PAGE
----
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A conversation with another great chef

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WRITTEN BY PHILLIP SILVERSTONE

This week I’m concluding my trio of summer columns about the 3 great TV chefs I have come to know and interview. Jacques Pépin is now 80 and has been part of our lives for half a century, both on our TV screens on PBS and on our cookery bookshelves.

And, even though he was born in France and still maintains a heavy French accent he is a national treasure in this country for everybody who appreciates the art of fine cooking. Here is an extract from one of our many chats. This one took place in the mid 90s.
Phillip Silverstone; Are you a wine drinker?
Jacques Pépin: Well, I drink wine everyday … about twice a day!
P.S.: Do you have any particular favorites?
J.P.: Yes. I have a lot of favorites, but it does change everyday with every meal. I am from Beaujolais so that is always at the top of my list
P.S.: Most French people, I would assume, have grown up with wine at the dinner table. Would you agree that wine is more of a food than an alcoholic beverage?
J.P.: Absolutely. In the context of European tradition, that’s what it is. And, in the context of what has been called the “French paradox,” yes, wine is to be consumed in conjunction with food on a regular basis, in moderate form. Here, in America many people tend not to be too “moderate,” people are extreme. When we get “moderate,” we get “extremely moderate”! What’s important, as we say in France, is “moderation in moderation.”
P.S.: Do you have a particular favorite restaurant in the Unites States?
J.P.: Well, to paraphrase James Beard, I think, when someone says, “what is your favorite restaurant?,” I usually say, “My favorite restaurant is where they know you,” which is really true. But, yes, the day before yesterday here, in New York, I had dinner at Daniel, and it was extraordinary. I think it was great but, I mean, I wouldn’t want to eat at Daniel every night. I love Chinese food, I love Mexican food, I love Thai food, and this type of “urban food” that we have in the United States now is unmatched anywhere in the world. You can have extraordinary food in those different ethnic groups.
P.S.: I can imagine a chef in a restaurant being told that Jacques Pépin is sitting at the table. Do you think, perhaps, they might panic a little if they know you are in there?
J.P.: I hope not. I mean, big deal! Actually, I am a glutton. I eat whatever you put in front of me. My wife is much more fussy than I am. That doesn’t mean I don’t recognize what I eat, but there is so much snobbism about food and maybe even more so about wine, I suppose, so I hope not. I hope that people who know me are not impressed by me being there.
P.S.: What annoys you most, if anything, about people’s dieting habits?
J.P.: Snobbery, fad, and attitude: everyone jumping on the green peppercorn, after the pink peppercorn, after ginger, and so forth. People eating with you and shoving food in your mouth and picking stuff off of your plate, and being totally relentless and so tense and excited that they get totally berserk. So, after awhile I want to get out and get a taco and a beer somewhere and relax. There is nothing wrong with talking about food when you are at a table, but when you want to dissect every minute portion of whatever your are eating, it becomes extremely tiring. You forget the most important part about food: the enjoyment, the congeniality, and having a good time.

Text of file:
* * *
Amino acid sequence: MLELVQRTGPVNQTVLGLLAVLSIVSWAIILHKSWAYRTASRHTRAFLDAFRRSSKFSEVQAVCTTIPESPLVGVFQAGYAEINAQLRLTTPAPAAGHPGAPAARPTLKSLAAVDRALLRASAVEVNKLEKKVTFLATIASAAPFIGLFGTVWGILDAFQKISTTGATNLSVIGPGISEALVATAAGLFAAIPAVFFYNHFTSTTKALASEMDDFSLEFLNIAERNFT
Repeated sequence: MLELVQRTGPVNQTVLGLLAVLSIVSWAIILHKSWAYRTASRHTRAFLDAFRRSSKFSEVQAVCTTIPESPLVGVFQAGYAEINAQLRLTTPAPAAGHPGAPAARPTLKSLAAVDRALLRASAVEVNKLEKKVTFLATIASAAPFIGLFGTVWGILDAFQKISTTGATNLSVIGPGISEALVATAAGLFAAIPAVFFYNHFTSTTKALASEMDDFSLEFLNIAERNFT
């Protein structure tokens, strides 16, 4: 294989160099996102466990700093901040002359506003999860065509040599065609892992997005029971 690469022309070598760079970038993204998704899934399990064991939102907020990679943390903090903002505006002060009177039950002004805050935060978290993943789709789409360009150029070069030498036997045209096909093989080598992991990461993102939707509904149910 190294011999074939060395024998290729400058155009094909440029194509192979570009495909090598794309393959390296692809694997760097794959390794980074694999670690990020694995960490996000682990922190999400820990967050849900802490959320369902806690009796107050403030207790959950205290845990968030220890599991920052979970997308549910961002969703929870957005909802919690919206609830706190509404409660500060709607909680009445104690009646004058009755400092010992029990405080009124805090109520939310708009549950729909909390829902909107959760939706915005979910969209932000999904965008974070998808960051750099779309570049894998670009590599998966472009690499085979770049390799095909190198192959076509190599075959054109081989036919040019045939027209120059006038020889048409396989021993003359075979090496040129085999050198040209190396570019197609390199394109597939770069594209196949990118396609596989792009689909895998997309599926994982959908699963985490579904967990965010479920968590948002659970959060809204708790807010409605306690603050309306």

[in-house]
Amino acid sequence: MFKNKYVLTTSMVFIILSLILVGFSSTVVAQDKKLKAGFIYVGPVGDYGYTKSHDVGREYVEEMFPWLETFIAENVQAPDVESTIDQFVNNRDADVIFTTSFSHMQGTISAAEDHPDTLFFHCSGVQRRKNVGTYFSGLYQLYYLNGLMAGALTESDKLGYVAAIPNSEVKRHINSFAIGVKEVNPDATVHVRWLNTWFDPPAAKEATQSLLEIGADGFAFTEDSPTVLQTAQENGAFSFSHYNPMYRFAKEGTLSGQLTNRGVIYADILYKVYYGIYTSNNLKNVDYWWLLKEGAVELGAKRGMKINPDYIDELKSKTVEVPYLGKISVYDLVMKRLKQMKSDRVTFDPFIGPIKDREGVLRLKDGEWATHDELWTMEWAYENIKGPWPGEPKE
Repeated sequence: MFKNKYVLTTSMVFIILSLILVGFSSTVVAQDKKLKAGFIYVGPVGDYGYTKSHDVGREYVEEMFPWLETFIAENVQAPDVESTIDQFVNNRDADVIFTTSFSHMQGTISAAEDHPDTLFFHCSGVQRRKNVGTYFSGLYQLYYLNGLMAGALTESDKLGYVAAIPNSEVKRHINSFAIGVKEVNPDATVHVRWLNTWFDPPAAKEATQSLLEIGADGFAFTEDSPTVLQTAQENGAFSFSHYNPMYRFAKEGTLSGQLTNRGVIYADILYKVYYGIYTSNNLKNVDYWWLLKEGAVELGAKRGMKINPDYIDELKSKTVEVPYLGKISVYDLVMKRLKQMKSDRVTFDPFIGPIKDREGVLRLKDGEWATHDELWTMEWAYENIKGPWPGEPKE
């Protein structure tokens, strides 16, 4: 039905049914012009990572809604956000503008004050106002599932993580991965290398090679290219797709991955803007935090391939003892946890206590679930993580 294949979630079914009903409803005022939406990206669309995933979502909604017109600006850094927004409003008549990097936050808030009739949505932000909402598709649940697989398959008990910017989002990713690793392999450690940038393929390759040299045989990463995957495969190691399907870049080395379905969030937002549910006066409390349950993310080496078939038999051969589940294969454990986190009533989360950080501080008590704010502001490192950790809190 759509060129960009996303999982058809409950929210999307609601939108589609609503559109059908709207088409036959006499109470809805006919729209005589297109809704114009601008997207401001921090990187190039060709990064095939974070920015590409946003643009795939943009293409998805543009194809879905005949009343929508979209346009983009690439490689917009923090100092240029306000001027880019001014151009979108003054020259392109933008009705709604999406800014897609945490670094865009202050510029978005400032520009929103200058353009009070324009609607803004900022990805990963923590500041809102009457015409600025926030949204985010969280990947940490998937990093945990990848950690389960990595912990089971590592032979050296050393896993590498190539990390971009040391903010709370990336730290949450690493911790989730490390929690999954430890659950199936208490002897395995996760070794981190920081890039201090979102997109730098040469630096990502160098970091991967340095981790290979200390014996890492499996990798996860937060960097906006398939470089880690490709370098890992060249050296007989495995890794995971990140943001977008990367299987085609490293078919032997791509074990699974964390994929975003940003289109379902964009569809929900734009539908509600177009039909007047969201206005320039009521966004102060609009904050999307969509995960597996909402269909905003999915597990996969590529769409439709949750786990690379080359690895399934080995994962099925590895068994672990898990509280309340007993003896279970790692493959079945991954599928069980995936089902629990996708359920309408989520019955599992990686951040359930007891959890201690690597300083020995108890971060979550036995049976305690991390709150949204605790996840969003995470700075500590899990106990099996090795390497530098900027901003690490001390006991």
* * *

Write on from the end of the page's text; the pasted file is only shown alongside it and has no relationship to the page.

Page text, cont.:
P.S.: What contribution do you hope to have made to the world?
J.P.: Well, my daughter is a contribution. I think that a child is very important. I don’t really see anything else of lasting value because all the influence will be an immediate influence that maybe the people who work for me and learned from me can pass on that something to somebody else. But in terms of long-distance, in two generations or so, people will probably not know who I am, or my name, or whatever it is.
In closing I would like to say that all 3 of the chefs I have featured: Julia Child, Graham Kerr and Jacques Pépin were the most generous, kind, friendly people I have met from the world of TV cooking. And, most important, there wasn’t the slightest trace of ego. Just a passion for their work and the pleasure they brought millions of people worldwide. It was a privilege to spend time with them.
Cheers!

Phillip with his guests on this week's show on TuneIn Radio, from left,  Scott Greer, Marcie Saunders, Phill and Tom Teti currently starring in Bruce Graham’s "Stella & Lou." at People’s Light & Theatre in Malvern. (Photo provided by Phillip Silverstone).

Phillip with his guests on this week’s show on TuneIn Radio, from left, Scott Greer, Marcie Saunders, Phill and Tom Teti currently starring in Bruce Graham’s “Stella & Lou.” at People’s Light & Theatre in Malvern. (Photo provided by Phillip Silverstone).

Phillip Silverstone’s column appears each week in this publication. “Time Out With Phillip Silverstone” is a weekly two-hour podcast heard exclusively on TuneIn radio anytime and anywhere worldwide either on the free TuneIn app for all smart phones and tablets (Search: Phillip Silverstone) or online on Tunein at: http://bit.ly/1gY2Ht4. “Follow” the show for weekly updates. You can also LIKE Phillip on Facebook: https://www.facebook.com/Phillipsilverstone and follow him on Twitter: @wining

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